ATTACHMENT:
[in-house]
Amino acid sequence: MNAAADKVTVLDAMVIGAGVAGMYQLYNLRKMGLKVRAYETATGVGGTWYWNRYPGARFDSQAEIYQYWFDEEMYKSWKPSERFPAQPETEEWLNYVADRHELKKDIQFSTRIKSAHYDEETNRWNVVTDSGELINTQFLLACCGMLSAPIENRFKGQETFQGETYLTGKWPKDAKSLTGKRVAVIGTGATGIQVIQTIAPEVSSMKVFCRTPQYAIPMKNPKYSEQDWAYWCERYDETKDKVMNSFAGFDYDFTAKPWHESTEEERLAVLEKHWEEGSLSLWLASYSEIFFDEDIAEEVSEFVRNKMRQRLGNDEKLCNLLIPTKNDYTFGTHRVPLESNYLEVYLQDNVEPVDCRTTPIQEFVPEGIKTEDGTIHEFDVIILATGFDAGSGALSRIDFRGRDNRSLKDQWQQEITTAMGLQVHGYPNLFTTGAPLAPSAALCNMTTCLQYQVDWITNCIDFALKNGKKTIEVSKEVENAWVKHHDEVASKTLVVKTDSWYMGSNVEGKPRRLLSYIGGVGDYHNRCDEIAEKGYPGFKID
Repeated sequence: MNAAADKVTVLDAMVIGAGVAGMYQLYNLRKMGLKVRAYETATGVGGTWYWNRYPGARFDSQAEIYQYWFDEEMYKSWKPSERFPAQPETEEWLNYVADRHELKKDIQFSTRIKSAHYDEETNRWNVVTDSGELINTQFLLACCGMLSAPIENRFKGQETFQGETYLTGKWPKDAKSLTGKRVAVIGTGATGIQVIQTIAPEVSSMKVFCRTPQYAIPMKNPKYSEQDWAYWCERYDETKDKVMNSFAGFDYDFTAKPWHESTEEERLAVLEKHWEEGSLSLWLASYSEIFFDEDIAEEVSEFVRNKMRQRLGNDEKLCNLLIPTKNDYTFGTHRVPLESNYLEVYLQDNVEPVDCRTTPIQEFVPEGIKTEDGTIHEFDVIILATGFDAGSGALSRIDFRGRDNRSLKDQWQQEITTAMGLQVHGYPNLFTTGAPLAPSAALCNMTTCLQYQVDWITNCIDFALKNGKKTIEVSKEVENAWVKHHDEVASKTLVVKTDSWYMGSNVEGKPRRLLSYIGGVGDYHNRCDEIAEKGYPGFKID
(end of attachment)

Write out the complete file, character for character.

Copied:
[in-house]
Amino acid sequence: MNAAADKVTVLDAMVIGAGVAGMYQLYNLRKMGLKVRAYETATGVGGTWYWNRYPGARFDSQAEIYQYWFDEEMYKSWKPSERFPAQPETEEWLNYVADRHELKKDIQFSTRIKSAHYDEETNRWNVVTDSGELINTQFLLACCGMLSAPIENRFKGQETFQGETYLTGKWPKDAKSLTGKRVAVIGTGATGIQVIQTIAPEVSSMKVFCRTPQYAIPMKNPKYSEQDWAYWCERYDETKDKVMNSFAGFDYDFTAKPWHESTEEERLAVLEKHWEEGSLSLWLASYSEIFFDEDIAEEVSEFVRNKMRQRLGNDEKLCNLLIPTKNDYTFGTHRVPLESNYLEVYLQDNVEPVDCRTTPIQEFVPEGIKTEDGTIHEFDVIILATGFDAGSGALSRIDFRGRDNRSLKDQWQQEITTAMGLQVHGYPNLFTTGAPLAPSAALCNMTTCLQYQVDWITNCIDFALKNGKKTIEVSKEVENAWVKHHDEVASKTLVVKTDSWYMGSNVEGKPRRLLSYIGGVGDYHNRCDEIAEKGYPGFKID
Repeated sequence: MNAAADKVTVLDAMVIGAGVAGMYQLYNLRKMGLKVRAYETATGVGGTWYWNRYPGARFDSQAEIYQYWFDEEMYKSWKPSERFPAQPETEEWLNYVADRHELKKDIQFSTRIKSAHYDEETNRWNVVTDSGELINTQFLLACCGMLSAPIENRFKGQETFQGETYLTGKWPKDAKSLTGKRVAVIGTGATGIQVIQTIAPEVSSMKVFCRTPQYAIPMKNPKYSEQDWAYWCERYDETKDKVMNSFAGFDYDFTAKPWHESTEEERLAVLEKHWEEGSLSLWLASYSEIFFDEDIAEEVSEFVRNKMRQRLGNDEKLCNLLIPTKNDYTFGTHRVPLESNYLEVYLQDNVEPVDCRTTPIQEFVPEGIKTEDGTIHEFDVIILATGFDAGSGALSRIDFRGRDNRSLKDQWQQEITTAMGLQVHGYPNLFTTGAPLAPSAALCNMTTCLQYQVDWITNCIDFALKNGKKTIEVSKEVENAWVKHHDEVASKTLVVKTDSWYMGSNVEGKPRRLLSYIGGVGDYHNRCDEIAEKGYPGFKID